It took a few weeks of phone calls and emails before we had a committed instructor line-up, and we were able to apply for a self-organized Data Carpentry workshop in April. Instructors Matthew Collins, Sergio Marconi, and Henry Senyondo from the University of Florida taught the introduction to R, R visualizations, and SQL portions of the workshop. I was informed that you aren’t a true academic librarian until you’ve had to wrestle with a Travel Authorization form, and I completed them for three different people, so I feel thoroughly showered in bureaucratic splendor. However, the most obstructive item on my multipart to-do list of 34+ tasks was finding the money to pay for food. DRS has an event budget with which we paid the self-hosting fee and our instructors’ traveling expenses, but we were not allowed to use it for food. This delayed the scheduling process, and if it weren’t for the generous assistance from iDigBio, we would have had some very hungry and far fewer attendees. If I were blessed with three magical freebies for the next potential Data Carpentry event, I would use the first to transform our current event budget into food-friendly money, and I would save the other two in case anything went wrong (ex, a vendor never received an order). This may seem overly cautious, but just ask anyone who had to organize anything. We are perfectly capable of completing these tasks on our own or with a team, but some freebies for the tasks which fall beyond our control would come in handy.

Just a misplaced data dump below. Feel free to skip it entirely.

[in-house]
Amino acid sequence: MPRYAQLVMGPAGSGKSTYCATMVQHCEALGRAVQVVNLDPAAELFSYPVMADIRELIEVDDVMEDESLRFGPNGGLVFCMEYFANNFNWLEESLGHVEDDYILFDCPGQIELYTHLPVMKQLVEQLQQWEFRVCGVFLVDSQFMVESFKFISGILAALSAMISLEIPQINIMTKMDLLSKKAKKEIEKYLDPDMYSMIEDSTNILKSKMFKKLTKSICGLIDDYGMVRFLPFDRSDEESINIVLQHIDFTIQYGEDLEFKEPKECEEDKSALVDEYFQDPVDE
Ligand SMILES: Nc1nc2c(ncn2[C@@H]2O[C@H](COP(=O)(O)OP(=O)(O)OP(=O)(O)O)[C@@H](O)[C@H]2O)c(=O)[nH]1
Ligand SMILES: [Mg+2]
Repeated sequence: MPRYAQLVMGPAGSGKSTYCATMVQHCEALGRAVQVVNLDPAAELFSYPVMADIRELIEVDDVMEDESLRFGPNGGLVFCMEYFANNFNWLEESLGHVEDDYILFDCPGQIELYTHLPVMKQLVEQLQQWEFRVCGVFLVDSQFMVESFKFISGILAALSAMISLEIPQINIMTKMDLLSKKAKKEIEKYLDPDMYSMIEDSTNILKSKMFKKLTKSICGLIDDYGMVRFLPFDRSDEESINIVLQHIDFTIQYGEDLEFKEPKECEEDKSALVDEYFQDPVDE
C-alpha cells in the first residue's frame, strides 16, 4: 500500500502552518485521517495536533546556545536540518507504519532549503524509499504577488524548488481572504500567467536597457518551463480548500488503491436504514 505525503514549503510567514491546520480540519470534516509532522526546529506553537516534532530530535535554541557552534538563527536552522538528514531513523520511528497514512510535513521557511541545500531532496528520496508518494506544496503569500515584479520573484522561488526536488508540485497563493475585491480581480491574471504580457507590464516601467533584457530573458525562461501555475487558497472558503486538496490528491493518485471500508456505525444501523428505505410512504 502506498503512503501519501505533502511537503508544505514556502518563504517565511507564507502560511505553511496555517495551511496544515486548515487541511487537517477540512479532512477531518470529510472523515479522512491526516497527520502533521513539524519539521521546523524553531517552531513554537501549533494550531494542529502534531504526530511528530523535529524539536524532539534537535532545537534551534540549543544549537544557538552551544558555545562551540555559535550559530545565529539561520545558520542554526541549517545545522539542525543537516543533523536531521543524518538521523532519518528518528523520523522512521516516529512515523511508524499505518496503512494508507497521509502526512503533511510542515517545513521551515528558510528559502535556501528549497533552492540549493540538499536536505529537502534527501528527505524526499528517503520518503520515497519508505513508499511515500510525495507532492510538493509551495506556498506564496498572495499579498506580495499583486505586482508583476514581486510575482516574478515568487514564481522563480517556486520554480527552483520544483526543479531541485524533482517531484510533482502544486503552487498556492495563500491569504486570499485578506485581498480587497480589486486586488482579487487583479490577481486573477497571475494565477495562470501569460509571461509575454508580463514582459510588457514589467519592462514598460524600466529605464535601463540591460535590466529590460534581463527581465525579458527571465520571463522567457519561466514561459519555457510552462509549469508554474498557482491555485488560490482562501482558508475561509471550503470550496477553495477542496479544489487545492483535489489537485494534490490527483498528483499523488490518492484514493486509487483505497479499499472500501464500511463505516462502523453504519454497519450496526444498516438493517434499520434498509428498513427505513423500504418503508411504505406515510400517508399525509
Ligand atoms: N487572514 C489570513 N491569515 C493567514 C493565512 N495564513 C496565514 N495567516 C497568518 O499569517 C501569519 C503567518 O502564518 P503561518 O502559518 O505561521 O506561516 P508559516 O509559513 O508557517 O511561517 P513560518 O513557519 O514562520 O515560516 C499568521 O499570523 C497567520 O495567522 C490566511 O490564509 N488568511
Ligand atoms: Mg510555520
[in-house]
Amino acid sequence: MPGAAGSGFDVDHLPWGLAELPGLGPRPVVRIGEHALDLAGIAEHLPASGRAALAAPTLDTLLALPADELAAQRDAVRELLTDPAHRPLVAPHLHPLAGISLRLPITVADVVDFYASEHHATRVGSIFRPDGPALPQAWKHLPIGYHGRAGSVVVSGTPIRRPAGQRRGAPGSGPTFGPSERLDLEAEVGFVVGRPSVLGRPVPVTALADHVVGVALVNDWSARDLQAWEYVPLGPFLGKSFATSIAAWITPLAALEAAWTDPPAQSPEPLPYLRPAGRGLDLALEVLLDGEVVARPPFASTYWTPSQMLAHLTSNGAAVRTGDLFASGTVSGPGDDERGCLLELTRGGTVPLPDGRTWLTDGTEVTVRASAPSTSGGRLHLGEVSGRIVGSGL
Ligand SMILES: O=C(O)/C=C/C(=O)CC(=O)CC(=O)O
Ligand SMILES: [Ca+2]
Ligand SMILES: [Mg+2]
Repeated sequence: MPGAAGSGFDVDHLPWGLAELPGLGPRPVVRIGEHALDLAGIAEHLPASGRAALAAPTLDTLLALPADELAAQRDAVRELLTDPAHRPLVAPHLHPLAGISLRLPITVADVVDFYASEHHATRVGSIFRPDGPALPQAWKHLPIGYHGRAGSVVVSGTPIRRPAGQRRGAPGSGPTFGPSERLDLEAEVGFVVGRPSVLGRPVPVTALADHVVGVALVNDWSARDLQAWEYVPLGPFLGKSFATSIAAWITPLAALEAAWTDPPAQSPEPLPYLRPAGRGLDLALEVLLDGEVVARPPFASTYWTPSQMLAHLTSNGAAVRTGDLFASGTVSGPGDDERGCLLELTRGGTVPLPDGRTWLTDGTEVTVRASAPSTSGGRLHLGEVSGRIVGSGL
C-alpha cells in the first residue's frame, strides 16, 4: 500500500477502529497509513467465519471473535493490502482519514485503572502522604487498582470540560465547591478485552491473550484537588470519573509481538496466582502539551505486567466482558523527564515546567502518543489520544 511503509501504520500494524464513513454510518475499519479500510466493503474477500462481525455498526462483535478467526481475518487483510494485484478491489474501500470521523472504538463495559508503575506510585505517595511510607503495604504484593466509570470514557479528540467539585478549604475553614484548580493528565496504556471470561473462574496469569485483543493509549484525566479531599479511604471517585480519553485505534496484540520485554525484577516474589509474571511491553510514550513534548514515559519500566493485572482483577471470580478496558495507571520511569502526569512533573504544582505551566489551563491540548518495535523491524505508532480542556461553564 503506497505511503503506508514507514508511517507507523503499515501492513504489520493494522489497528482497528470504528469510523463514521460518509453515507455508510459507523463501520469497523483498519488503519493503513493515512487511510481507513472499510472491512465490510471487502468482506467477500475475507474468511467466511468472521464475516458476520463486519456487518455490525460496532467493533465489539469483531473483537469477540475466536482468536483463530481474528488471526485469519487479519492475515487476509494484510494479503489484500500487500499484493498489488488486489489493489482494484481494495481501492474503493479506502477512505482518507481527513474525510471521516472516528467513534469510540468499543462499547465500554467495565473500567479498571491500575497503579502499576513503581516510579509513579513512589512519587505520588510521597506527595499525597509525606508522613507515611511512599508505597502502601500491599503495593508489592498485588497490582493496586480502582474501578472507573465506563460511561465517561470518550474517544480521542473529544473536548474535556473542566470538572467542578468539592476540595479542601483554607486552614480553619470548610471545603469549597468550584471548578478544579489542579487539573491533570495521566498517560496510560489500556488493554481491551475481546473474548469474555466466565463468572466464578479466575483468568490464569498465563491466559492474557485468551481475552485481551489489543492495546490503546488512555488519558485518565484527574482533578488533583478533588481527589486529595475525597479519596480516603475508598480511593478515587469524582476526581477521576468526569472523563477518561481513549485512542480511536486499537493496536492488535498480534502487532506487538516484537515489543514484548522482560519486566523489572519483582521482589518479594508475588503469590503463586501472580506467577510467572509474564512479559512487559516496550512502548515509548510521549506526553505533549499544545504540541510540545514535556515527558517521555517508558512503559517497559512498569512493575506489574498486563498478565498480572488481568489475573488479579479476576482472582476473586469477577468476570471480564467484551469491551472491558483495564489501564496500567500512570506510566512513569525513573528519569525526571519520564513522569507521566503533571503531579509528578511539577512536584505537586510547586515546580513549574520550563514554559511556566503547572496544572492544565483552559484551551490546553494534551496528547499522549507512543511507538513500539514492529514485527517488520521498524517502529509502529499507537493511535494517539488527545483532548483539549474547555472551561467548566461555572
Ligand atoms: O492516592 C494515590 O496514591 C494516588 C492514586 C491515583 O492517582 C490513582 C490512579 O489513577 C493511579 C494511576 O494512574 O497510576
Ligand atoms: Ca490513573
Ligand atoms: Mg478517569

The event ran smoothly and we had full attendance from the 20 registered attendees. As busy as I was in the background during the event, attendees came up to me and let me know how well the workshop was going. There were also comments indicating we could do things a little differently during the lessons. I think most of the issues that sprung up during the event were troubleshooting software errors and discrepancies in the instructions for some of the lessons, for example, the SQLite instructions were written using the desktop version of the program and not the browser plugin everyone was using. The screen we used to display the lessons and programming demos was the largest we could find, but it was still difficult for some people to see. However, adjustments were made and attendees were able to continue participating.